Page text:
RG: What happened there?
H: Well she… I dunno… she was a big user and then she left, so now you’re featured in articles alongside her.
RG: I think you’ll find that the biggest proportion of the world don’t Twitter, so I’m in a not very exclusive club. I think you’ll probably find that 5.5 billion people don’t Twitter (laughs).
H: They don’t matter though, that’s the thing.
RG: Well OK yeah, I suppose the subset is people who did Twitter once now don’t any more.
H: Well there you go.
RG: I don’t know how many people of those there are, but I’m in that club yeah.
H: Maybe just two or three.
RG: What if I Twitter again? Then I’ll be in the club of people that don’t Twitter, do Twitter, don’t Twitter, DO Twitter. So now I’m really narrowing down the amount of people who’ve done that. So I might do one Twitter saying, “I’m Twittering again.” Then another one going, “No, only joking.”
H: Well, we’re transcending many levels of reality here.
RG: That’ll probably just be me in that club then.
H: Well if you do it enough times, yeah.
H: The first question I got was, [@the28wall] “Can we expect any more audiobooks and podcasts from you and the lads any time soon?”
RG: Err, yes, there’s one out today.
H: Yeah, to be honest I knew the answer.
RG: Oh, you were setting me up for a plug.
H: No. Well, yes, basically. That was an actual question though.
RG: That’s the last one for a long time, that’s number 10 of our ‘Guides to‘. The Guide to the Human Body. Oh no! The last one is in a month’s time, and that’s The Guide to the Earth. This is number 9, and number 10 will be the last one for a while.
H: There’s a question from David Schneider, he says, [@davidschneider] “Can I have some of your money?”
H: That’s David Schneider the comedian.
RG: Yes he can. But in a very roundabout way.
H: How would he…?
RG: Well because I donate 40% of all my money to the Inland Revenue, and they go towards building roads and hospitals and the police force. So if he ever calls a policeman to come round, then in a way, I’ve paid for a bit of that.
H: You’ve not started to keep your money offshore to avoid that sort of thing then?
H: That’s good of you, you’re giving something back.
RG: I’ve buried it all and bought a gun.
H: Are you going to guard that every night?
RG: Exactly, yeah
H: There’s another one, this says, [@delphatic] “Would you think of producing something like The 11 O’Clock Show so you could help other fledgling comedians make a break?”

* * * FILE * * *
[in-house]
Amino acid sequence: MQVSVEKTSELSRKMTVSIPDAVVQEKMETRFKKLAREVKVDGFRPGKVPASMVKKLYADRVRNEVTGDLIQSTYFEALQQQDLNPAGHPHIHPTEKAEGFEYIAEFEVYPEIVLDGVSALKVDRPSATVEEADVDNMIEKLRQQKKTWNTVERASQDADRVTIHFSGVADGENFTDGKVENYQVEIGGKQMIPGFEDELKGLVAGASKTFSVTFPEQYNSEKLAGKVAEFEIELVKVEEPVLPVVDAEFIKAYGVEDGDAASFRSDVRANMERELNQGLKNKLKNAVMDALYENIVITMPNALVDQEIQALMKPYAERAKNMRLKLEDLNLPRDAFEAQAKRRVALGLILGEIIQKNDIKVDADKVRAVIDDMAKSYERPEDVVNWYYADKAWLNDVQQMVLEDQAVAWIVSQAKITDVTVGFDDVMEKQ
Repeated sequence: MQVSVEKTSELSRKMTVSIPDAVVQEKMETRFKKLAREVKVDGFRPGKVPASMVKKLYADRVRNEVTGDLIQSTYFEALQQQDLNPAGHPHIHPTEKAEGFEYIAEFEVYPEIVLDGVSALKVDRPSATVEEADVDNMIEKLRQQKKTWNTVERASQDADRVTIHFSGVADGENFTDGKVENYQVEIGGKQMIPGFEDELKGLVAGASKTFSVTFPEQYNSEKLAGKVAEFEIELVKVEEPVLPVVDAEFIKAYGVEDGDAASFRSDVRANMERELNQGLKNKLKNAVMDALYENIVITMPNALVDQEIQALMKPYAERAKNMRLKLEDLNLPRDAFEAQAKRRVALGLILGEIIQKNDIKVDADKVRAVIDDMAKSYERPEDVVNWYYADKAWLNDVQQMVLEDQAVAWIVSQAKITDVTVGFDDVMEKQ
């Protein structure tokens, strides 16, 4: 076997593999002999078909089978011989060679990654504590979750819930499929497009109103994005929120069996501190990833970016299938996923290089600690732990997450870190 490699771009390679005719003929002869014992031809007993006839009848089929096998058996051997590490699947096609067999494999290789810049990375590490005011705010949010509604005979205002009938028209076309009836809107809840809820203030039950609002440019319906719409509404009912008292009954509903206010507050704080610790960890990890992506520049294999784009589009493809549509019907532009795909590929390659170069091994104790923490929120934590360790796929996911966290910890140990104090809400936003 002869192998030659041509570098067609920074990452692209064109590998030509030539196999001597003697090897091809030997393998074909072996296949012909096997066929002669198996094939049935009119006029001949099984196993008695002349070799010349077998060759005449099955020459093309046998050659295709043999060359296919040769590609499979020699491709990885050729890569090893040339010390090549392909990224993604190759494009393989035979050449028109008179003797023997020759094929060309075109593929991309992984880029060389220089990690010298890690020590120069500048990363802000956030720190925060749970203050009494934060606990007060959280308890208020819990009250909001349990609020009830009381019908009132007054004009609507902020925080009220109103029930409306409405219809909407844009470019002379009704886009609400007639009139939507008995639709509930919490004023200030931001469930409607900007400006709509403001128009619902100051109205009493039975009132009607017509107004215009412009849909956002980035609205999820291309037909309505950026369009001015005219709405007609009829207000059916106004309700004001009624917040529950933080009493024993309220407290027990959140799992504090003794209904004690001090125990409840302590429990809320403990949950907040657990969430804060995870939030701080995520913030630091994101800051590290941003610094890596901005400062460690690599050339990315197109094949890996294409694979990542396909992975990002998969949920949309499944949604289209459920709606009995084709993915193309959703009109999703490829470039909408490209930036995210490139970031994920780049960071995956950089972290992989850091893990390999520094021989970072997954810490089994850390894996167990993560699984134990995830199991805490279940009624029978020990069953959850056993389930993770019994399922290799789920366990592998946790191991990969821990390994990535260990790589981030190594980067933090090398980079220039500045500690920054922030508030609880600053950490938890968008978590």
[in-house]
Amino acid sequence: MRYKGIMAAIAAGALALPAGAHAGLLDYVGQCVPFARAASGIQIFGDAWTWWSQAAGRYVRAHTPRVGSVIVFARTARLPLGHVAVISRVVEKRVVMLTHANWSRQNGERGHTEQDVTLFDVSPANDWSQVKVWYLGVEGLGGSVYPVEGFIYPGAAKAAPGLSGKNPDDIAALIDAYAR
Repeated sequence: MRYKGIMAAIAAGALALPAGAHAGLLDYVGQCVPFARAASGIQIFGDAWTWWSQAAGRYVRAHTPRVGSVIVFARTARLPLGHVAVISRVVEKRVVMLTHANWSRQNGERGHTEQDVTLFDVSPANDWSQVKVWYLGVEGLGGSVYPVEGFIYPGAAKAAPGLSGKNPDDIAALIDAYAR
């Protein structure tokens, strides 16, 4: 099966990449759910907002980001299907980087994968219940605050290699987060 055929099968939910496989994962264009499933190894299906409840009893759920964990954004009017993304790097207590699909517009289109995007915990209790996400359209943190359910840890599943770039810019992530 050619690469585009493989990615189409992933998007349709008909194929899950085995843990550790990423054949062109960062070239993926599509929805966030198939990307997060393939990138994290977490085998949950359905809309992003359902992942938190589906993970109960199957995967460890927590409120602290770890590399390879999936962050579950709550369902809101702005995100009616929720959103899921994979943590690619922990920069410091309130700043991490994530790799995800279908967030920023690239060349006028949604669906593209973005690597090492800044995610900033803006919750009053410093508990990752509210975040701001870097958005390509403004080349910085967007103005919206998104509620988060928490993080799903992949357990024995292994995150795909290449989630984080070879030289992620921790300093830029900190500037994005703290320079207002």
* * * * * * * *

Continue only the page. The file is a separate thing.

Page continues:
RG: I probably wouldn’t, but you never know. Myself and Stephen are doing a bit of extra-curricular talent spotting and executive producing. We’re sending Karl [Pilkington] around the world at the moment for a programme for Sky 1 called Seven Wonders, we’re behind the scenes on that. We’re also developing a new show with Warwick Davis called Life’s Too Short.
H: Very clever title.
RG: Yeah, which is fantastic. So yeah, I suppose we’re being a bit Simon Cowell on the side, and we do it with American Office as well. That’s purely a sort of production/business mogul type venture. So yeah, it’s not out of the question.
H: OK, this is a question from Richard Herring (the comedian).
RG: It’s not really – this is not really from Dave Schneider and Richard Herring?
H: Oh yeah – they’re on Twitter. That’s the genius you see.
RG: Oh alright, OK.
H: Richard Herring says, [@Herring1967] “Can I have a million pounds please?”
RG: (laughs) Erm… err… oh dear… oh dear…Well, I think the honest answer is “no”, and the dishonest answer is “yes”.
H: Right, OK, that’s fair enough.
RG: I’ve covered my bases I think there.
H: [Agreeing] So you’ve got everything. The last question is from Dom Joly who says, [@domjoly] “Can you lend me some money?” There seems to be a theme here.
RG: There seems to be a theme here of other comedians pointing out that I’m richer than them, and I think implicit in that, is that I don’t deserve it (laughs).
H: Do you think they begrudge you? Is that what you’re saying?
RG: Well they’re all very funny, and thank them very much for their questions. They’re all rich! Don’t believe the hype! They’re all rich.
H: Richard Herring stays in Travel Inns.
RG: They’re rolling in it. They’re trying to keep their street cred – I lost mine. I lost mine ages ago. But then I had it more than them for the first 36 years of my life (laughs).
H: So you think it’s levelling out now?
RG: Yeah, exactly. My poverty was extensive, so over the years I reckon they’re richer than me; if it’s in how much money you’ve had divided by the number of years you’ve lived.
H: I accept that, that’s good maths. I think that’ll do.
The Invention of Lying is released on Blu-Ray and DVD on 1st February